Home Page

Plant Doctor Archive

Growing yams

CAN you tell me the best time to plant and harvest yams and what conditions I should grow them in?

 

YAMS, also known as oka, are a type of oxalis of which there are many different species and varieties. Some of them are difficult-tocontrol weeds, others well-behaved, attractive flowering ornamentals, while the yam (Oxalis crenata) provides us with tasty tubers for the dinner plate.

The best time to plant the tubers is after the soil has warmed up somewhat, in spring, around late October to early November. Treat them much the same as you would potatoes, creating mounds to improve drainage. They grow best in light, sandy, free-draining soil and can struggle to be successful in damp, heavy clay. They prefer good fertility, so apply a potato fertiliser at planting time and then again about 8-10 weeks later. They are slightly acid-tolerant, so in normal conditions shouldn't need any lime.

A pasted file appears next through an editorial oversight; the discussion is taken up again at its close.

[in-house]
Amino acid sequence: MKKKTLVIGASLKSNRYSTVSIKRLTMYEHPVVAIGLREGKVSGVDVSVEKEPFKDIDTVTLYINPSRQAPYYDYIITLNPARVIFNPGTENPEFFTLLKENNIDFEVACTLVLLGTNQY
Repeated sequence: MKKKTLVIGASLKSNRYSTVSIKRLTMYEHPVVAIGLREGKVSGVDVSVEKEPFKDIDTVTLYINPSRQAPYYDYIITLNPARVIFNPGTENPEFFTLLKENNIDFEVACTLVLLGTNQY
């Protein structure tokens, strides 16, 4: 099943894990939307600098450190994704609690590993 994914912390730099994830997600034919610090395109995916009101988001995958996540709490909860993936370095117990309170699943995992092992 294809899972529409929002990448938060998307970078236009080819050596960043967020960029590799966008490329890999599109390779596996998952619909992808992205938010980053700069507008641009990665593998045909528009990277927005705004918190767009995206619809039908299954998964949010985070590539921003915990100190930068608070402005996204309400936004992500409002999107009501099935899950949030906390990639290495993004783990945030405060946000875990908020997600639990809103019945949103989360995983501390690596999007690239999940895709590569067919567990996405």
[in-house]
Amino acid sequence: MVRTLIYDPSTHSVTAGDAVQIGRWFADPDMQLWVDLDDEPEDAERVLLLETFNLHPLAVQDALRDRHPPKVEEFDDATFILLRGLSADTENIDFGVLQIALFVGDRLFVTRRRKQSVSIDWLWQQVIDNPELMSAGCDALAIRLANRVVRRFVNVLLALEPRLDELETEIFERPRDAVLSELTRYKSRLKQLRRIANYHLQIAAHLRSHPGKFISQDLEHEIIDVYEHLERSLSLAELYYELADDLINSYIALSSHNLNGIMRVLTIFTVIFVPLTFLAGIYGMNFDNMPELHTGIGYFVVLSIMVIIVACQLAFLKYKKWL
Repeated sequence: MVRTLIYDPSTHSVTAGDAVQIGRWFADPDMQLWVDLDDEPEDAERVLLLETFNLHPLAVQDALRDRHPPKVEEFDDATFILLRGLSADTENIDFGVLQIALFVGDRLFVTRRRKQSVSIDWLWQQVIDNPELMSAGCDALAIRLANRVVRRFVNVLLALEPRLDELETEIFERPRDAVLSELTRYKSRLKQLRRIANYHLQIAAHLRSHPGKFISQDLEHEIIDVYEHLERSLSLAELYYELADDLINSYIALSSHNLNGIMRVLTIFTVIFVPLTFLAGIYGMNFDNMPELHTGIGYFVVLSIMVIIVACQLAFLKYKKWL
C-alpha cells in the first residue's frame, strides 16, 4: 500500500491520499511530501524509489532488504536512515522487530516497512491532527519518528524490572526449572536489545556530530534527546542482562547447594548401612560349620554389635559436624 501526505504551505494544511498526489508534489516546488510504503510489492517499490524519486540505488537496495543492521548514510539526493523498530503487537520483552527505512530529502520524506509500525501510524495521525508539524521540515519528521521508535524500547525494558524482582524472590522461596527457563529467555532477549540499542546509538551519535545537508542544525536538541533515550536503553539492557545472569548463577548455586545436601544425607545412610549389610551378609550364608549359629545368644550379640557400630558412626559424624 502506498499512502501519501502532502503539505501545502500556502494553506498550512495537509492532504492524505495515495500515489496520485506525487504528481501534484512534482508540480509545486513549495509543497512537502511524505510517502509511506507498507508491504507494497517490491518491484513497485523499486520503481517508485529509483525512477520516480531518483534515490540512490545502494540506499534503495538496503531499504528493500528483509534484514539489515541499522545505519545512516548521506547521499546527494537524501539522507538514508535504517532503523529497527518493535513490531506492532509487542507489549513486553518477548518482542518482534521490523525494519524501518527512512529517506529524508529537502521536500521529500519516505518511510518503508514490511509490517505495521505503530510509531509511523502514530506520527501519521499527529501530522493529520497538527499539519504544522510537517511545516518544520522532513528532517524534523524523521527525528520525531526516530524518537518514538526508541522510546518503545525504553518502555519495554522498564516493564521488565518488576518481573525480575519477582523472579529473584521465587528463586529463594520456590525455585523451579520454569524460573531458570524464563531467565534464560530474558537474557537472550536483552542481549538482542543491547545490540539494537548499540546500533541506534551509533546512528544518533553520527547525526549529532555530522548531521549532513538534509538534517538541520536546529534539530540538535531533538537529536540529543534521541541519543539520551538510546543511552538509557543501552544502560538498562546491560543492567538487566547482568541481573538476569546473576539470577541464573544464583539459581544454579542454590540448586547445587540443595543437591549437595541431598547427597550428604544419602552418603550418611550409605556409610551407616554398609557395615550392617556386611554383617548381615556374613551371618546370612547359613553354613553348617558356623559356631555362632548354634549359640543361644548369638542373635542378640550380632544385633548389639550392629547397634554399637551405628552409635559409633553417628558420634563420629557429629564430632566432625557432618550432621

Yams seldom suffer from any pests or diseases, but in dry summer conditions you'll probably have to put some effort into watering them regularly to get a decent yield of tubers. Six months or so after planting (March-April) you should be harvesting tubers.

Weekend Gardener, Issue 199, 2006, Page 29

Reproduced with permission from the former Weekend Gardener magazine. The views expressed here are not necessarily those of the RNZIH.

Andrew Maloy Weekend Gardener


Home | Journal | Newsletter | Conferences
Awards | Join RNZIH | RNZIH Directory | Links

© 2000–2021 Royal New Zealand Institute of Horticulture
Last updated: November 29, 2006